The Man Among The Myrtle Trees
“I am exceedingly jealous for Jerusalem and Zion.” Zech 1:14
Although I ended up with a passing grade in my high school Shakespeare class, it was by far one of my most difficult classes. There are many reasons why I struggled through it, not the least of which was that I’m a pretty practical guy that has difficulty reading flowery literature with all sorts of allegorical implications. Needless to say, I was thankful for the ‘cliff notes’, without which that class would have been a total disaster in every way!
I can’t tell you how many times I started reading the book of Zechariah and then chose to skip over it, simply because some of the key verses in the very first chapter stumped me. When I came across his first vision and the description of “a man…riding a red horse…standing among the myrtle trees…in the ravine with red, sorrel and white horses behind him…”, I decided that this prophet was not for me. After all, when is the last time you saw a red horse? And, what in the world is the significance of myrtle trees in a ravine? I decided that I was going to leave this prophet to someone a little more ethereal than I to figure out.
However, things are entirely different now, as I can’t seem to get the first of Zechariah’s eight visions out of my heart and spirit! It’s filled with the incredible truth of a loving Messiah who passionately desires to be recognized by the very people who have turned their backs on Him.
When I realized that the ‘myrtle tree in the ravine’ serves as a symbol of the Jewish nation in the midst of difficult times, and ‘the man’ was actually ‘the angel of the Lord’, which many commentators connect to the Son of Man or the Messiah, all of a sudden this once overlooked chapter has become one of my favorite chapters in the Scripture!
Where was the God of Israel during the 70 years of the Babylonian captivity and where was He when Jerusalem was ransacked in 70AD? Where was God during the bloody inquisitions and where was He during the brutal intifadas? And, where will He be when nations turn against Israel in the last days?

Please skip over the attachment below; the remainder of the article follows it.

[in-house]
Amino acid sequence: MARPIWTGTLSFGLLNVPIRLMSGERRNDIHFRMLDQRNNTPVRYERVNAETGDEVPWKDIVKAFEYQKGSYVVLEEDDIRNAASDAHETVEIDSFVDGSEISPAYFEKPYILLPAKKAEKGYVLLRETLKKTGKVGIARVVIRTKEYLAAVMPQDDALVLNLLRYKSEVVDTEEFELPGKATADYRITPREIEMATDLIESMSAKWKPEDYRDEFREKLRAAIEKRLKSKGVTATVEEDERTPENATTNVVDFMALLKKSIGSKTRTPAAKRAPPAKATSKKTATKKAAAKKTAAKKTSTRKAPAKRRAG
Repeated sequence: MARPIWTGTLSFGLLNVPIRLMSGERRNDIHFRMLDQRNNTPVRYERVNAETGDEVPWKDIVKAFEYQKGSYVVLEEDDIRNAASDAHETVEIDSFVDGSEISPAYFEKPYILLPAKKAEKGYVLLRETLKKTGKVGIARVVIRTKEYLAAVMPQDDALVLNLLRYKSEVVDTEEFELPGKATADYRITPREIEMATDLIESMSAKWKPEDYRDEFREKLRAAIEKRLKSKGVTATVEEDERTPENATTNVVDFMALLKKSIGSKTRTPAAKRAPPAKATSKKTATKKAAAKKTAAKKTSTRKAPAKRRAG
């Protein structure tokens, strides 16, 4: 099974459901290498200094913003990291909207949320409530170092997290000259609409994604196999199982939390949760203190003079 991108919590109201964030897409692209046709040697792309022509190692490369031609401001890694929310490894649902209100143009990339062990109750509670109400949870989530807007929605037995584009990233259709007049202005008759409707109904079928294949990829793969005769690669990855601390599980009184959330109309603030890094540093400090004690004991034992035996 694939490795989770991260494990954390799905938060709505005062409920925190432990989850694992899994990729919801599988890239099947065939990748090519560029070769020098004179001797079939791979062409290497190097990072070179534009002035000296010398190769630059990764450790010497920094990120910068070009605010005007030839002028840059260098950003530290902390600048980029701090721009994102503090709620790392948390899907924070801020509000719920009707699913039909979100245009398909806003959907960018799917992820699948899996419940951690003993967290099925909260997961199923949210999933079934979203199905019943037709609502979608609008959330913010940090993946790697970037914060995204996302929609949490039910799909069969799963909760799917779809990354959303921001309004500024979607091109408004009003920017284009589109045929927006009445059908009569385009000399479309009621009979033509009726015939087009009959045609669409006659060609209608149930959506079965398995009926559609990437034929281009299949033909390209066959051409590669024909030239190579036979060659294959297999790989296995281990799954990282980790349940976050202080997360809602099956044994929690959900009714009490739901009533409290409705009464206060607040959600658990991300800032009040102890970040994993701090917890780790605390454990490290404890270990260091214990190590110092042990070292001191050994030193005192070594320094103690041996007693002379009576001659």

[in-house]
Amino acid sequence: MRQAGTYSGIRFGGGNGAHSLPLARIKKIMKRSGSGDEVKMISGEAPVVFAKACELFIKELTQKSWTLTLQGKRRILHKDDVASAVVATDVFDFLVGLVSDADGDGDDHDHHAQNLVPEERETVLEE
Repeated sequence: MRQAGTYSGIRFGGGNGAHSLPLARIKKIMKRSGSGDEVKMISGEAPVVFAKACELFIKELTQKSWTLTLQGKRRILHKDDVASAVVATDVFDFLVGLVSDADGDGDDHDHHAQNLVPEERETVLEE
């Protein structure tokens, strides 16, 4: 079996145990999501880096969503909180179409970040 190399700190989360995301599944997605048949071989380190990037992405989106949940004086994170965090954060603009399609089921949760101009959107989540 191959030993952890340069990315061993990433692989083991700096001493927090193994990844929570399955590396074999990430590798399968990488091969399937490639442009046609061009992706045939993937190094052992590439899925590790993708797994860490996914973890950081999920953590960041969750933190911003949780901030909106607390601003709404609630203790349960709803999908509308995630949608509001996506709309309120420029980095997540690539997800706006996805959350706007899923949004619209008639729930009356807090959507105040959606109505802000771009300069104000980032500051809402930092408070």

I contend that God Himself remains among the myrtle trees, exceedingly jealous for Jerusalem and longing to be recognized by those He came to save! I also contend that we, His people, ought to be gripped with the burden of Israel’s salvation too.
Oh, what a day it will be when Israel recognizes their Messiah!
This is from a Jewish source, Chabad- Look and see how much the Jews need to recognize & accept the Messiah:
More than Your Average Angel
The angel that convinced Abraham was no ordinary angel. From the teachings of Rabbi Bachya ben Asher
"G‑d's angel called to him from heaven and said…, 'Do not harm the boy. Do not do anything to him.'" (Gen. 22:11-12)
The apparently strange phenomenon in this paragraph, that G‑d is the one who subjects Abraham to the trial whereas the angel prevented him from going through with it, needs to be understood as follows: The "angel" mentioned in our paragraph is not of the category of the "nifradim" ["disembodied spiritual creatures"], but it belonged to what are known as the "netiyot" ["the emanations of G‑d", a divine voice much closer to G‑d's Essence than "mere" angels].
The voice which the Torah describes as emanating from an "angel of G‑d" was of a superior divine level….
Had the angel who called out to Abraham and instructed him to desist belonged to the category known as "nifradim", Abraham would have ignored him, and would not have allowed himself to be countermanded by a subordinate of the One who had instructed him in the first place. Moreover, it is quite unthinkable that an angel of the "lower" category of nifradim would have been allowed to say to Abraham, "You did not withhold your son from Me"; he would have had to say "from Him". All of this proves that the voice which the Torah describes as emanating from an "angel of G‑d" was of a superior divine level.
This "angel" is also known as the "great angel" who manifested himself in Exodus 14:19, when the Torah describes him as traveling in front of the encampment of the Jewish people [performing all kinds of miracles]. The words "malach ha Elo-him" employed there by the Torah do not mean "angel of the Lord", for the word "malach" [usually translated as "angel"] is not a possessive clause, the angel being merely an attribute of G‑d. The word "Elo-him" in that verse must be understood as an explanation of the word "malach". When the Torah describes this divine emanation as "malach" the meaning is that G‑d is "contained, present" within this divine emanation.
We encounter something similar in Exodus 23:21 where G‑d explains to Moses that the angel / malach who will be accompanying the Jewish people needs to be related to with the utmost reverence as "My name within him". Apparently, the word substituted for this attribute of G‑d we call "the awe of Isaac", an attribute which brooks no defiance of any sort.
When we read in Genesis 48:16, when Jacob blesses before his death, "The angel who has rescued me…is in the midst of the terrestrial world," which is an allusion to the attribute of "mastery" ["Adnut"] which this "angel" represents. He has authority within the whole terrestrial universe.
Additional lessons to listen through this week:
Dr. J. Vernon McGee
Download the whole PDF to print here: https://534ce549-29fe-497d-9d12-17fa4e21c288.usrfiles.com/ugd/534ce5_90b56f2b1f444ef4924c2ce3ccbb9d06.pdf